Former secretary of state accepts jail sentence
SANTA FE — Former New Mexico Secretary of State Dianna Duran accepted a 30-day jail sentence on Wednesday after pleading guilty earlier to charges involving the siphoning of money from her election account to fuel a gambling addiction.
Duran's attorney Erlinda Johnson notified a state district court in Santa Fe of her client's decision, and Duran is set to start serving the sentence on Friday.
The case has led to calls for a major overhaul of the state's campaign finance and ethics laws.
Under a plea agreement, Duran had the opportunity to withdraw her pleas but did not.
She must pay a $14,000 fine, make restitution of nearly $14,000 to campaign donors, serve five years of probation and perform 2,000 hours of community service at charities.
The sentence issued Monday by District Judge T. Glenn Ellington also involves in-person apologies to campaign donors and appearances before school children across the state.
Johnson said she still may request changes to elements of the sentence "that are tantamount to public shaming." Major provisions such as jail time and financial penalties will not be challenged, she said.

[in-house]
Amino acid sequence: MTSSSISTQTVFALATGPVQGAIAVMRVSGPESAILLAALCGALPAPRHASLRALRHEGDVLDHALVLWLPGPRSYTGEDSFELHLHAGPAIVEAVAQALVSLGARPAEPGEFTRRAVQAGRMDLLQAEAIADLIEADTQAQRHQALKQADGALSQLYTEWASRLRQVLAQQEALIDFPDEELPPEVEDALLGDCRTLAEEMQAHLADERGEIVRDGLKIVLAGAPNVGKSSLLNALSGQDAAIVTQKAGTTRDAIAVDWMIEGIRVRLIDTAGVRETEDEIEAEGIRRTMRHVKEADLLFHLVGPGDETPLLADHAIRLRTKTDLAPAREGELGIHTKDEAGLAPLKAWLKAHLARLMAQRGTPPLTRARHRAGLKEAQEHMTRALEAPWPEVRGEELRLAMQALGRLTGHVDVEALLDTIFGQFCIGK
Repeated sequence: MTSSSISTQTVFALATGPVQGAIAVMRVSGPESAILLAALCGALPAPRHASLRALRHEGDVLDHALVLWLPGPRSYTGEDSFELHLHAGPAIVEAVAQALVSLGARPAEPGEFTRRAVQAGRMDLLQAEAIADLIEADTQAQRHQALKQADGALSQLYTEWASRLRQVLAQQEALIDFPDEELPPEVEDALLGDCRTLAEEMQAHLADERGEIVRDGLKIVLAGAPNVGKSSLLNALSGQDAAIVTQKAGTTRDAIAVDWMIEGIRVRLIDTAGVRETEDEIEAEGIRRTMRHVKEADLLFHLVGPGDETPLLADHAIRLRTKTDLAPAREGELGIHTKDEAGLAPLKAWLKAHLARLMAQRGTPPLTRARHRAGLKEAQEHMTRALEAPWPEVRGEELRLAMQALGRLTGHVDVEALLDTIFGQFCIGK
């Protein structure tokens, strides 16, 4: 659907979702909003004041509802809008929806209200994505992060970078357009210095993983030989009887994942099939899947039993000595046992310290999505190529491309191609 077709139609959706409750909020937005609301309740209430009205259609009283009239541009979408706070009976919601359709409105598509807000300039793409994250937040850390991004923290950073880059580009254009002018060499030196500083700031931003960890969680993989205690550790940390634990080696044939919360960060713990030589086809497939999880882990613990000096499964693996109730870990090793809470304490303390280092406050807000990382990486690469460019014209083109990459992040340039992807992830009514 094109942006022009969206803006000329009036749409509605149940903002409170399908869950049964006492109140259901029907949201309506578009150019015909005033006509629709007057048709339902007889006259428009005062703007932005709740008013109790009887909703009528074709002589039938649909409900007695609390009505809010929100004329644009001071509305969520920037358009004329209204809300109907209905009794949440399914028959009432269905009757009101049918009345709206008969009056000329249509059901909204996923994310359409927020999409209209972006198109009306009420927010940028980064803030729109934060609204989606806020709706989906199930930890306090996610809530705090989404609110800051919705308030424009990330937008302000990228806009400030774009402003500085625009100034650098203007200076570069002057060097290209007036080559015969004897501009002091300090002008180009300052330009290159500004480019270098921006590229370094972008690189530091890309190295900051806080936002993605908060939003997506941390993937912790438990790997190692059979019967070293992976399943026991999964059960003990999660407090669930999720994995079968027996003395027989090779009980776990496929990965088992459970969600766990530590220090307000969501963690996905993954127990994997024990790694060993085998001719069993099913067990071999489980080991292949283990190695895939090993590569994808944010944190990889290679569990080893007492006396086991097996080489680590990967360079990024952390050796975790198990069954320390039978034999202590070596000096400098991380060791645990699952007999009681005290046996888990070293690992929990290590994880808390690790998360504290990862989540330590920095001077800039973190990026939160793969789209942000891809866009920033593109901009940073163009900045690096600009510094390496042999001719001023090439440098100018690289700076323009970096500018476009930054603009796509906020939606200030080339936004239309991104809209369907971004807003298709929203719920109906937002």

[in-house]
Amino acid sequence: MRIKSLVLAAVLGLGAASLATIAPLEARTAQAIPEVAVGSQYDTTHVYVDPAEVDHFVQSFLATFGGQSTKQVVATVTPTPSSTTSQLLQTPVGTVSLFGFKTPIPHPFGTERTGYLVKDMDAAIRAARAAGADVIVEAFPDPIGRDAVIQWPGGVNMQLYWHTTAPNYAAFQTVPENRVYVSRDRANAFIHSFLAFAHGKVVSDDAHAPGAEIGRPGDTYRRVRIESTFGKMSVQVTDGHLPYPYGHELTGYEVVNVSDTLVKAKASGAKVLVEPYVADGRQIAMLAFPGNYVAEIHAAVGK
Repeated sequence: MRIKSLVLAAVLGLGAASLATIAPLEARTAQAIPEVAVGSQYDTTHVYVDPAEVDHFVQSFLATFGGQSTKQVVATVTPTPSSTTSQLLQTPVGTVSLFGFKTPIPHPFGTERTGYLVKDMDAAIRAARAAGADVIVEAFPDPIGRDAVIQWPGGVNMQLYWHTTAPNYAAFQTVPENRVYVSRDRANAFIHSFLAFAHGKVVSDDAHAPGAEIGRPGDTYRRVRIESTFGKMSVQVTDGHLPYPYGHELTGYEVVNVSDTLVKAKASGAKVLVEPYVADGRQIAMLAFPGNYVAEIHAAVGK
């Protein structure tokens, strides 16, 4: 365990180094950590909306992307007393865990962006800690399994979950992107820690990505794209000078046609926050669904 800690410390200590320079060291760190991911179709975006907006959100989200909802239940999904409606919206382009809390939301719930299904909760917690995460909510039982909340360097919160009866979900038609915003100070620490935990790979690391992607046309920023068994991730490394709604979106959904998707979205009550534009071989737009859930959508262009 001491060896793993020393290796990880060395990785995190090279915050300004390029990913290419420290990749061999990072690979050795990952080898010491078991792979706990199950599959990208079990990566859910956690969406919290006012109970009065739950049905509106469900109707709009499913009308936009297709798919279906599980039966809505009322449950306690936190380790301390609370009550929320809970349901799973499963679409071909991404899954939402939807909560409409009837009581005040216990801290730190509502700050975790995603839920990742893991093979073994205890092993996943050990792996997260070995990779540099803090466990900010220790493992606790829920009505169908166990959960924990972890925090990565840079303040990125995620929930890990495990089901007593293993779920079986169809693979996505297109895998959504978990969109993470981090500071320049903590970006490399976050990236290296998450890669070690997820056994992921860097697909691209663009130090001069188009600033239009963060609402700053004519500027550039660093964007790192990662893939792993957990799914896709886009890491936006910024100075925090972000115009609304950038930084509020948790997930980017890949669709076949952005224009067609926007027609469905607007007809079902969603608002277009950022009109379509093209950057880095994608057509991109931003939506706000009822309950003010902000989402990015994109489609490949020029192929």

Ellington said he designed the sentence to provide personal rehabilitation and help restore public faith in officials holding public office.
Duran's public pension of nearly $60,000 a year will remain intact.
Duran, a 60-year-old former state senator from Tularosa, had sought leniency in court filings, citing undisclosed personal hardships and a growing gambling disorder. A mental health assessment was submitted to the court and kept under seal.
A Republican city councilor from Albuquerque was sworn in as secretary of state on Tuesday to oversee an agency upended by a campaign finance scandal.
Brad Winter, a councilor since 1999 and a longtime public school administrator, said he would guide the agency through the November general election, when a new secretary of state will be chosen and take office in January 2017.
Joe Kabourek, executive director of the Democratic Party of New Mexico, said Winter may lack the political independence needed to restore confidence in the agency.
He noted that Winter employed a political strategist, McCleskey Media Strategies, in his most recent campaign and that the firm also has worked for Duran.
"There's a lot of cleaning up that has to be done," Kabourek said. "I think there is a fair question about whether this guy can get it done."